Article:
Enforce Return After Callback (callback-return)

The callback pattern is at the heart most I/O and event-driven programming in JavaScript.

function doSomething(err, callback) {
    if (err) {
        return callback(err);
    }
    callback();
}

To prevent calling the callback multiple times it is important to return anytime the callback is triggered outside of the main function body. Neglecting this technique often leads to issues where you do something more than once. For example in the case of an HTTP request, you may try to send HTTP headers more than once leading node.js to throw a Can't render headers after they are sent to the client. error.

Rule Details

This rule is aimed at ensuring that callbacks used outside of the main function block are always part-of or immediately preceding a return statement. This rules decides what is a callback based on the name of the function being called. By default the rule treats cb, callback, and next as callbacks.

The following patterns are considered warnings:

function foo() {
    if (err) {
        callback(err);
    }
    callback();
}

The following patterns are not considered warnings:

function foo() {
    if (err) {
        return callback(err);
    }
    callback();
}

Options

The rule takes a single option, which is an array of possible callback names.

callback-return: [2, ["callback", "cb", "next"]]

Gotchas

There are several cases of bad behavior that this rule will not catch and even a few cases where the rule will warn even though you are handling your callbacks correctly. Most of these issues arise in areas where it is difficult to understand the meaning of the code through static analysis.

Passing the Callback by Reference

Here is a case where we pass the callback to the setTimeout function. Our rule does not detect this pattern, but it is likely a mistake.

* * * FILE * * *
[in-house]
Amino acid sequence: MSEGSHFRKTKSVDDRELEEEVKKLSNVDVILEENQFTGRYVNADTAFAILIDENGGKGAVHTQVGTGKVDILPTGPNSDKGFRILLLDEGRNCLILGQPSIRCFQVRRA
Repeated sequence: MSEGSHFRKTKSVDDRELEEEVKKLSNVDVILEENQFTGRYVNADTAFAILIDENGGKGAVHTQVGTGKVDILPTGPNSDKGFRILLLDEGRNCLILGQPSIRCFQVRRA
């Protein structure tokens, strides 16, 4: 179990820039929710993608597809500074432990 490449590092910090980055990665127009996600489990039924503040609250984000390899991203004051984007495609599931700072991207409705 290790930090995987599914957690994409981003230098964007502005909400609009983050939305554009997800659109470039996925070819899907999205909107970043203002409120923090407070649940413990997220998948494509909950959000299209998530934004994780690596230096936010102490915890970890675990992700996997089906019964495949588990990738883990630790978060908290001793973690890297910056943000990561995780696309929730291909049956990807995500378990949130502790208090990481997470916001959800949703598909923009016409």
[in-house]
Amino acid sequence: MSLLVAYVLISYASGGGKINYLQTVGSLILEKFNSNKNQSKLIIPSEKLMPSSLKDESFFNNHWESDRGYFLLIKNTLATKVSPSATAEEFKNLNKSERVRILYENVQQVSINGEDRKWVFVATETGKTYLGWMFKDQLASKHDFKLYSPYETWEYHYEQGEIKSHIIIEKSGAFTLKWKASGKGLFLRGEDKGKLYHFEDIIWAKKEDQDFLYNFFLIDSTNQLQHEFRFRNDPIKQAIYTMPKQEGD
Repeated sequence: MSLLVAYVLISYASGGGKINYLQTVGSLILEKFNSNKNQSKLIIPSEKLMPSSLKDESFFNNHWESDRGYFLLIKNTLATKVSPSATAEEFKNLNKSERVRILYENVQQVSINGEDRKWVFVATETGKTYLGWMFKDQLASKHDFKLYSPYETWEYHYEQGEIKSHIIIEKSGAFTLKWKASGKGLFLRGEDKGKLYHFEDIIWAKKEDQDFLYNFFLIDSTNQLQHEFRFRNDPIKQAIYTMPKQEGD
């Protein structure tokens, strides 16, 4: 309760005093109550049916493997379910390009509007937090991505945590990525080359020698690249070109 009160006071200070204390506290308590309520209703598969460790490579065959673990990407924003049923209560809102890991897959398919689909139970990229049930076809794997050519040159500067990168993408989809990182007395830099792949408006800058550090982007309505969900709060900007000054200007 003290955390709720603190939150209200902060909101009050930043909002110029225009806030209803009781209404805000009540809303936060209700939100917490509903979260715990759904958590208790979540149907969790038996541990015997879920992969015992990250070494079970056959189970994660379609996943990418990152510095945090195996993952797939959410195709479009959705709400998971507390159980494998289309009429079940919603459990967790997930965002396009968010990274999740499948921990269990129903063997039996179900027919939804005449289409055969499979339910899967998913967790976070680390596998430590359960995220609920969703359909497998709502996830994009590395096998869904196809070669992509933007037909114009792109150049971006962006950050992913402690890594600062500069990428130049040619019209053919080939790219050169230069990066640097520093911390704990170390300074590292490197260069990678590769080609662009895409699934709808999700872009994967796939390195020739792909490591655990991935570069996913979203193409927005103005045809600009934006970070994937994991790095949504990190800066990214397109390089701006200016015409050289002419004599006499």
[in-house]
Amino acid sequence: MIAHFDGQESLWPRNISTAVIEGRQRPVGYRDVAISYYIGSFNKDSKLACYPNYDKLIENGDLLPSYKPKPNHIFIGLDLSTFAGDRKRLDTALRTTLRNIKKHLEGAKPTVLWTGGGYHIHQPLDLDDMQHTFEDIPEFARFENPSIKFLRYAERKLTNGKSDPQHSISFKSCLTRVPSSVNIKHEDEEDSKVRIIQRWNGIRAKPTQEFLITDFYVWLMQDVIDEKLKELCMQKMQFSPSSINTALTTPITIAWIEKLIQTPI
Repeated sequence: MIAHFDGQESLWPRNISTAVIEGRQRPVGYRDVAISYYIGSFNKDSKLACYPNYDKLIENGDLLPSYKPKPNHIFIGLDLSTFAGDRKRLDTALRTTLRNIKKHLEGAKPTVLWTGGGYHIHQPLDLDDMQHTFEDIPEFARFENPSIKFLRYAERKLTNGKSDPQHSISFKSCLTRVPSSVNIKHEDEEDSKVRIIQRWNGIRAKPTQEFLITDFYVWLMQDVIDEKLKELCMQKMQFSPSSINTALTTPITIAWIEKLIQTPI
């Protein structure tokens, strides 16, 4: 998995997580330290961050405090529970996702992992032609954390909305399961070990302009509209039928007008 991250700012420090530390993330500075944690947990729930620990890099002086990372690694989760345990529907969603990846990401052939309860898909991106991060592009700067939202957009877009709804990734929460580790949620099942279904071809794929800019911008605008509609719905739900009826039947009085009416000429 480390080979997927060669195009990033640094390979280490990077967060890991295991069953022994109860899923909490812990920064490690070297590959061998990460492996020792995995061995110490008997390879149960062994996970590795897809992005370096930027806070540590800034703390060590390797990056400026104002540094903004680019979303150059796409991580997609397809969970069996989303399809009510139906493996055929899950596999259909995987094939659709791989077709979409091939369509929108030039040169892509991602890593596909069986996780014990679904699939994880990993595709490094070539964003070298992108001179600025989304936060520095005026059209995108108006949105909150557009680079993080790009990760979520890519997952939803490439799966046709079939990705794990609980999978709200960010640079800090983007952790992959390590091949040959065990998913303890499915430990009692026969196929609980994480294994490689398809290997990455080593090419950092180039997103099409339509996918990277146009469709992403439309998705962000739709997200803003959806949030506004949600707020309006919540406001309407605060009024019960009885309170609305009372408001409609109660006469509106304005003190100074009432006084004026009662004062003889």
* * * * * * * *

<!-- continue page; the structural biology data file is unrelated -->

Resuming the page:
function foo(callback) {
    if (err) {
        setTimeout(callback, 0); // this is bad, but WILL NOT warn
    }
    callback();
}

Triggering the Callback within a Nested Function

If you are calling the callback from within a nested function or an immediately invoked function expression, we won't be able to detect that you're calling the callback and so we won't warn.

function foo(callback) {
    if (err) {
        process.nextTick(function() {
            return callback(); // this is bad, but WILL NOT warn
        });
    }
    callback();
}

If/Else Statements

Here is a case where you're doing the right thing in making sure to only callback() once, but because of the difficulty in determining what you're doing, this rule does not allow for this pattern.

function foo(callback) {
    if (err) {
        callback(err); // this is fine, but WILL warn
    } else {
        callback();
    }
}

When Not To Use It

There are some cases where you might want to call a callback function more than once. In those cases this rule may lead to incorrect behavior. In those cases you may want to reserve a special name for those callbacks and not include that in the list of callbacks that trigger warnings.

Further Reading

Related Rules

Version

This rule was introduced in ESLint 1.0.0-rc-1.

Resources